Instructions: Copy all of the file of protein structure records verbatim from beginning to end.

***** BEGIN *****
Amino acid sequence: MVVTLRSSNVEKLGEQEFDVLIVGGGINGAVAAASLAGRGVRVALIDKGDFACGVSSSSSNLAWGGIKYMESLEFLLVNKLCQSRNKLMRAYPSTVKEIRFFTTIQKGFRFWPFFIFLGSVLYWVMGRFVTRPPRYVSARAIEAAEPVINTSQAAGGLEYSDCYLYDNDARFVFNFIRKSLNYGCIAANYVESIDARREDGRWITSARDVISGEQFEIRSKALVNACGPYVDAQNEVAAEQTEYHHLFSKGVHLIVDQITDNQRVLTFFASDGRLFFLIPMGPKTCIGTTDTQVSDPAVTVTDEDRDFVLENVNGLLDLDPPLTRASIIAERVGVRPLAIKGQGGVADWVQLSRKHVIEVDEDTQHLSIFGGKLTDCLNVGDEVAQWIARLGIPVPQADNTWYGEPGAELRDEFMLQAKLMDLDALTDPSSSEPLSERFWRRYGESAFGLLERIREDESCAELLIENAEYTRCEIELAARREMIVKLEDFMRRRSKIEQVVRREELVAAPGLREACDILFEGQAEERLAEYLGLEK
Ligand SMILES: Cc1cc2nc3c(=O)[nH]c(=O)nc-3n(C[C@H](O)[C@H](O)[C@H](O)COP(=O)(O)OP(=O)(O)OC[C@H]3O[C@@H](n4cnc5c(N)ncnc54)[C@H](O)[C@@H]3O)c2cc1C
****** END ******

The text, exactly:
Amino acid sequence: MVVTLRSSNVEKLGEQEFDVLIVGGGINGAVAAASLAGRGVRVALIDKGDFACGVSSSSSNLAWGGIKYMESLEFLLVNKLCQSRNKLMRAYPSTVKEIRFFTTIQKGFRFWPFFIFLGSVLYWVMGRFVTRPPRYVSARAIEAAEPVINTSQAAGGLEYSDCYLYDNDARFVFNFIRKSLNYGCIAANYVESIDARREDGRWITSARDVISGEQFEIRSKALVNACGPYVDAQNEVAAEQTEYHHLFSKGVHLIVDQITDNQRVLTFFASDGRLFFLIPMGPKTCIGTTDTQVSDPAVTVTDEDRDFVLENVNGLLDLDPPLTRASIIAERVGVRPLAIKGQGGVADWVQLSRKHVIEVDEDTQHLSIFGGKLTDCLNVGDEVAQWIARLGIPVPQADNTWYGEPGAELRDEFMLQAKLMDLDALTDPSSSEPLSERFWRRYGESAFGLLERIREDESCAELLIENAEYTRCEIELAARREMIVKLEDFMRRRSKIEQVVRREELVAAPGLREACDILFEGQAEERLAEYLGLEK
Ligand SMILES: Cc1cc2nc3c(=O)[nH]c(=O)nc-3n(C[C@H](O)[C@H](O)[C@H](O)COP(=O)(O)OP(=O)(O)OC[C@H]3O[C@@H](n4cnc5c(N)ncnc54)[C@H](O)[C@@H]3O)c2cc1C